When Alan Shepard became the first American to go to space more than 60 years ago, he did so atop a modified military ballistic missile, the Redstone rocket.
The former naval aviator and test pilot took his place in history by wearing the iconic Mercury spacesuit, which NASA decided was not fitted with a system to allow access to the toilet. With his flight expected to last only 15 minutes, the space agency didn’t factor in any delays, but Mr Shepard waited on the launch pad for four hours before leaving the planet and ended up getting into his suit.
Inside that suit, Mr Shepard also held a dollar bill with his unique serial number, which would be used by US National Aeronautic Association officials to certify that the astronaut loaded on the rocket was the same one as the one from the Atlantic. Was rescued from the ocean. This became standard procedure on all US space flights and was used to verify each Mercury, Gemini and Apollo space flight.
It’s a far cry from the flights made this month by billionaires Jeff Bezos and Richard Branson, which were live-streamed around the world using multiple camera angles both outside and inside the spacecraft.
And the Blue Origin founder was so confident in the spacecraft that he and his three crew mates wore just light flight suits inside the pressurized cabin as they headed away from Earth.
It is extremely rare for astronauts not to wear a space suit for launch as a backup for a cabin pressurization failure, but it was also the policy of the crew of Virgin Galactic, who wore an Under Armor flight suit.
Mr Bezos, the world’s richest man, this month became the second billionaire to reach the edge of space on a vehicle built by his private space company.
The Amazon founder lifted off Blue Origin’s New Shepard rocket a week after Richard Branson took his company Virgin Galactic into space on its own spacecraft.
The space adventures of the two entrepreneurs made headlines around the world and were hailed as the future of space tourism.
But observers have also pointed out that even with the more advanced technology available to engineers, the flights still achieved essentially the same feat Mr Shepard achieved when he became the first American to go to space in May 1961.
Mr Bezo’s flight took place in the crew capsule atop the New Shepard booster, which was named in honor of Alan Shepard.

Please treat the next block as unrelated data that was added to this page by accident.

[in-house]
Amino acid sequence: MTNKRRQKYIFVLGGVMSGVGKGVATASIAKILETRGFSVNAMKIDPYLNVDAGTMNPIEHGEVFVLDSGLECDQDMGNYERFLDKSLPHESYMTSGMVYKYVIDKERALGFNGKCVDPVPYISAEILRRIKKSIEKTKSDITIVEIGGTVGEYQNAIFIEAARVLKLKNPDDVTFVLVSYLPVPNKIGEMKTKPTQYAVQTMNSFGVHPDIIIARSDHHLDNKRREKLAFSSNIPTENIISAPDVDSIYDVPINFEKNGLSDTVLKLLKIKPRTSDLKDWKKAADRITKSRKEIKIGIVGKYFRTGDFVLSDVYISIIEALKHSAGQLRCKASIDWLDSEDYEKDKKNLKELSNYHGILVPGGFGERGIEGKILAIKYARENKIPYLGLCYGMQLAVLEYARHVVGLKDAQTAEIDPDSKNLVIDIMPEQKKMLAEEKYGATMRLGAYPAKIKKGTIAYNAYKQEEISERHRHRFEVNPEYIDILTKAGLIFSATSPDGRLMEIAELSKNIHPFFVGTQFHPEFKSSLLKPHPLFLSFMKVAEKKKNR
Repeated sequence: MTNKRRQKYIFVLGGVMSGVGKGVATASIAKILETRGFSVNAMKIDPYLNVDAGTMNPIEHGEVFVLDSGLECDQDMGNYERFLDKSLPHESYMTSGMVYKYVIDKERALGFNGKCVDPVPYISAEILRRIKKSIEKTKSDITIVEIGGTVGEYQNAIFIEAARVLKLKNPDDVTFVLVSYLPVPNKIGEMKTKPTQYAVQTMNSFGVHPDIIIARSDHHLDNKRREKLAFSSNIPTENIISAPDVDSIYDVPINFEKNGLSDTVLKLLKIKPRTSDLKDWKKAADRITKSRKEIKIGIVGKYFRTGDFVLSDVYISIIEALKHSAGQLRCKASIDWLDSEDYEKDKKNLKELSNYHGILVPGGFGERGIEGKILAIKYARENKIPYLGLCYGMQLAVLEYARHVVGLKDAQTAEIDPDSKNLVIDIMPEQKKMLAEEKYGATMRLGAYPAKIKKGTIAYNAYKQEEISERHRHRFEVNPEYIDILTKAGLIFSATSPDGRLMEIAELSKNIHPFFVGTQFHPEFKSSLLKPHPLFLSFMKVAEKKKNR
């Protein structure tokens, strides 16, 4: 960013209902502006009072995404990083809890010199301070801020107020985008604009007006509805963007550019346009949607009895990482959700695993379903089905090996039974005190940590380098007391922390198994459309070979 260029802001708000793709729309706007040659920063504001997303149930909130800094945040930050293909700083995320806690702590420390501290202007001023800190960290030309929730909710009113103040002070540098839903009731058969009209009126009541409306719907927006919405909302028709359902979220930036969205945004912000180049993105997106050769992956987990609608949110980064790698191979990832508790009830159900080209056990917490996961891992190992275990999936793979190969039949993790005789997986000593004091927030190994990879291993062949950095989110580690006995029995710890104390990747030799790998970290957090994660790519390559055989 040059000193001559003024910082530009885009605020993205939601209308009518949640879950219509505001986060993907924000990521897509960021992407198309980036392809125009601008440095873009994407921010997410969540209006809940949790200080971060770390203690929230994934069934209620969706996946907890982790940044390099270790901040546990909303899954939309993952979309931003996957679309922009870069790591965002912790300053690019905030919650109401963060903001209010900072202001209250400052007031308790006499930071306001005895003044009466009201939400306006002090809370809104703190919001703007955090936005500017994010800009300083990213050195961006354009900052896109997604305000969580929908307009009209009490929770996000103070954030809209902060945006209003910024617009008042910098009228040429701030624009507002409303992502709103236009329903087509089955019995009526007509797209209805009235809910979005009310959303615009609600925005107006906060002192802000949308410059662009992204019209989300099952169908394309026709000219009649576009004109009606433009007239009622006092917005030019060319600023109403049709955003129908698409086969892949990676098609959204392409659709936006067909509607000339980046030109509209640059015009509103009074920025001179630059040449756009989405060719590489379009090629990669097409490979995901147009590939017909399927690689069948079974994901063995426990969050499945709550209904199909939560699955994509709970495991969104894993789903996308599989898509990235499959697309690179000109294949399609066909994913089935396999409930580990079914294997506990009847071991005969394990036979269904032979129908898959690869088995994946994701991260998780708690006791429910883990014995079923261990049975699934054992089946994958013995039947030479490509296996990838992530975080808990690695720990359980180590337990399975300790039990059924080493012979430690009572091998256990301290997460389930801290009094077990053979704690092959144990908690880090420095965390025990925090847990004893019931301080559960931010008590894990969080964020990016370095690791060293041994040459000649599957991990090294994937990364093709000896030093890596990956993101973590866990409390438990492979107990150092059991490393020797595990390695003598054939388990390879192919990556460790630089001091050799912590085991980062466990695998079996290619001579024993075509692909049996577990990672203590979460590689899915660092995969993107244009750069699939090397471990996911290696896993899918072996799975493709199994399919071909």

Mr. Bezos and his three crewmates reached the edge of suborbital space at an altitude of 62 miles above Earth, after take-off.
“I am reminded of Alan Shepard and his first Mercury flight which was a rocket booster and a capsule,” said Bill Harwood, senior space analyst at CBS News.
“It’s the same philosophy, and like that original Mercury flight, they have an abort system, so if there’s a malfunction they can get away with the rocket,” Harwood said.
But some observers said the flights of Mr Bezos and Mr Branson actually showed the achievements of Mr Shepard and the team that launched them into space decades ago.
Former astronaut Clayton Anderson directly compared Mr Bezo’s flight to that of Mr Shepard in 1961.
“Jeff Bezos and his people at Blue Origin, they were able to piggyback on more than 40 years of NASA work,” he told Yahoo Finance.
“He did what Alan Shepard… did in 1961, but he did it much more efficiently in a way cooler fashion based on leaps in technology.”
And social media users were quick to remind people about Mr Shepard’s achievements six decades ago.
“I don’t lose much sleep over billionaire space ego trips. The end result is advances in commercial space flight. But it’s all a reminder of how miraculous the venture into space really was in the 1960s with comparatively primitive technology ,” tweeted Josh Marshall talking points memo.
“Private space flight is a good thing that will only get better. But let’s not get carried away with Branson and Bezos’ flights. They barely touched the edge of space and turned around. Alan Shepard, the first American astronaut to go into space, said in May, Did that in 1961!” pre tweeted wall street journal Editor Walt Mossberg,
And Senator Elizabeth Warren was quick to take a shot at the Amazon founder, too.
It’s time for Jeff Bezos to take care of business right here on earth and pay his fair share in taxes, he tweeted.
Mr Shepard was beaten in space by the Russian Yuri Gagarin, who became the first man to go to space in April 1961, after the US delayed its own launch on several occasions.
On 5 May 1961, Shepard piloted the Mercury Spacecraft 7, which he named Freedom 7, on a suborbital flight that lasted 15 minutes and reached an altitude of 101.2 miles before plunging down into the Atlantic.
Mr Bezos and his crew were aboard his flight for approximately 11 minutes, and enjoyed three minutes of weightlessness, and successfully reached the internationally recognized mark as spaceflight.
After reaching this high point, the capsule successfully and safely returned to Earth using a parachute.
The Amazon founder’s flight was about 69,000 feet higher than Mr. Branson’s, which was still above the 50-mile altitude recognized by NASA and the Federal Aviation Administration.
Gene Gerulskis, executive director of the McAuliffe-Shepard Discovery Center in Concord, New Hampshire, said NMR Shepard would be honored to associate his name with the flight.
“He was very competitive. So, I think he would like the idea that Jeff Bezos is going up about 106 kilometers. Shepard went up 187 kilometers. Jeff Bezos is going up for 11 minutes. Shepard is going up 15 minutes.” Gone. So, I think he’ll really like it,” said Ms. Gerulskis.
Credit: www.independent.co.uk /